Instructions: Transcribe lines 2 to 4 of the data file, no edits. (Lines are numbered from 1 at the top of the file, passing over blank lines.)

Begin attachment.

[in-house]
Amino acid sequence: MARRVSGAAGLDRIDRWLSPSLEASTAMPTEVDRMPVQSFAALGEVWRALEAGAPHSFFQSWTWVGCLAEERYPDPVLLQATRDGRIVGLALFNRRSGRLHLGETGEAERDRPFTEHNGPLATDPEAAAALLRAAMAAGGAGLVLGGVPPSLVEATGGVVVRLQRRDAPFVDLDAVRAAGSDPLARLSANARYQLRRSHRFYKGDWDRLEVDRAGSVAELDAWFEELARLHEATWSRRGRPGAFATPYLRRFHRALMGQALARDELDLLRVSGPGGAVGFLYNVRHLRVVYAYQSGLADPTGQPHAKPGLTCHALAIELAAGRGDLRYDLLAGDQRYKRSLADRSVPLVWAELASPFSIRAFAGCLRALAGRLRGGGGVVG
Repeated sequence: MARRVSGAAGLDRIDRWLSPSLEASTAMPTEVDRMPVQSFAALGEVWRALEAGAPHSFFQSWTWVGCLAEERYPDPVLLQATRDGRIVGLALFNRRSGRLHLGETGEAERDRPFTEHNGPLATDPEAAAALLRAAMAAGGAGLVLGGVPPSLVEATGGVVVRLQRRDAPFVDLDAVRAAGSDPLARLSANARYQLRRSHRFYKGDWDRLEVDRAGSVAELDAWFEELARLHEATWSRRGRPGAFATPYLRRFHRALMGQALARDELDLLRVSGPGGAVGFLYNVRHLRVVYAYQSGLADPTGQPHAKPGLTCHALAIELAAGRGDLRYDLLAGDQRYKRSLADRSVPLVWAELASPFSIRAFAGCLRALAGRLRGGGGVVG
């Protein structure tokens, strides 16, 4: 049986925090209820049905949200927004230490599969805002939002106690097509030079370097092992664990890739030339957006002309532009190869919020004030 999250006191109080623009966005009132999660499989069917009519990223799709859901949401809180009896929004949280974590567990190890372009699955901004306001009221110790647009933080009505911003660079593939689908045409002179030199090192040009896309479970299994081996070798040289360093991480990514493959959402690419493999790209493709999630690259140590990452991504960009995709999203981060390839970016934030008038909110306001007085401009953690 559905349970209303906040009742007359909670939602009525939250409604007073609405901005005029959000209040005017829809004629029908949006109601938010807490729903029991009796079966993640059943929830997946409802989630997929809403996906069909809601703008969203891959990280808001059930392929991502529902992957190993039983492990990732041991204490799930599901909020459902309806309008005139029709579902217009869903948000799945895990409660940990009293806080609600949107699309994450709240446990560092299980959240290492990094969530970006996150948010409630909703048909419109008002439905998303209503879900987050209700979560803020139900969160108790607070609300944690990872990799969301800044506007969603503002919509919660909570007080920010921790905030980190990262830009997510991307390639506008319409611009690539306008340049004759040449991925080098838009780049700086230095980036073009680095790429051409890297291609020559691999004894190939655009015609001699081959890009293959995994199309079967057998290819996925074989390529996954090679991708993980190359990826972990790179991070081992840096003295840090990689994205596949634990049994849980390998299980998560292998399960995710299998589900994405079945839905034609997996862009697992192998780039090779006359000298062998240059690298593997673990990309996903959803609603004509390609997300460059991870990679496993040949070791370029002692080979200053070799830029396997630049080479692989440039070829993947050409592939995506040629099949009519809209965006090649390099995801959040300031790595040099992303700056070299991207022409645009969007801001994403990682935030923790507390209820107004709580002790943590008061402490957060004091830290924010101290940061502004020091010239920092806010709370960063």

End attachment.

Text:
Amino acid sequence: MARRVSGAAGLDRIDRWLSPSLEASTAMPTEVDRMPVQSFAALGEVWRALEAGAPHSFFQSWTWVGCLAEERYPDPVLLQATRDGRIVGLALFNRRSGRLHLGETGEAERDRPFTEHNGPLATDPEAAAALLRAAMAAGGAGLVLGGVPPSLVEATGGVVVRLQRRDAPFVDLDAVRAAGSDPLARLSANARYQLRRSHRFYKGDWDRLEVDRAGSVAELDAWFEELARLHEATWSRRGRPGAFATPYLRRFHRALMGQALARDELDLLRVSGPGGAVGFLYNVRHLRVVYAYQSGLADPTGQPHAKPGLTCHALAIELAAGRGDLRYDLLAGDQRYKRSLADRSVPLVWAELASPFSIRAFAGCLRALAGRLRGGGGVVG
Repeated sequence: MARRVSGAAGLDRIDRWLSPSLEASTAMPTEVDRMPVQSFAALGEVWRALEAGAPHSFFQSWTWVGCLAEERYPDPVLLQATRDGRIVGLALFNRRSGRLHLGETGEAERDRPFTEHNGPLATDPEAAAALLRAAMAAGGAGLVLGGVPPSLVEATGGVVVRLQRRDAPFVDLDAVRAAGSDPLARLSANARYQLRRSHRFYKGDWDRLEVDRAGSVAELDAWFEELARLHEATWSRRGRPGAFATPYLRRFHRALMGQALARDELDLLRVSGPGGAVGFLYNVRHLRVVYAYQSGLADPTGQPHAKPGLTCHALAIELAAGRGDLRYDLLAGDQRYKRSLADRSVPLVWAELASPFSIRAFAGCLRALAGRLRGGGGVVG
């Protein structure tokens, strides 16, 4: 049986925090209820049905949200927004230490599969805002939002106690097509030079370097092992664990890739030339957006002309532009190869919020004030 999250006191109080623009966005009132999660499989069917009519990223799709859901949401809180009896929004949280974590567990190890372009699955901004306001009221110790647009933080009505911003660079593939689908045409002179030199090192040009896309479970299994081996070798040289360093991480990514493959959402690419493999790209493709999630690259140590990452991504960009995709999203981060390839970016934030008038909110306001007085401009953690 559905349970209303906040009742007359909670939602009525939250409604007073609405901005005029959000209040005017829809004629029908949006109601938010807490729903029991009796079966993640059943929830997946409802989630997929809403996906069909809601703008969203891959990280808001059930392929991502529902992957190993039983492990990732041991204490799930599901909020459902309806309008005139029709579902217009869903948000799945895990409660940990009293806080609600949107699309994450709240446990560092299980959240290492990094969530970006996150948010409630909703048909419109008002439905998303209503879900987050209700979560803020139900969160108790607070609300944690990872990799969301800044506007969603503002919509919660909570007080920010921790905030980190990262830009997510991307390639506008319409611009690539306008340049004759040449991925080098838009780049700086230095980036073009680095790429051409890297291609020559691999004894190939655009015609001699081959890009293959995994199309079967057998290819996925074989390529996954090679991708993980190359990826972990790179991070081992840096003295840090990689994205596949634990049994849980390998299980998560292998399960995710299998589900994405079945839905034609997996862009697992192998780039090779006359000298062998240059690298593997673990990309996903959803609603004509390609997300460059991870990679496993040949070791370029002692080979200053070799830029396997630049080479692989440039070829993947050409592939995506040629099949009519809209965006090649390099995801959040300031790595040099992303700056070299991207022409645009969007801001994403990682935030923790507390209820107004709580002790943590008061402490957060004091830290924010101290940061502004020091010239920092806010709370960063």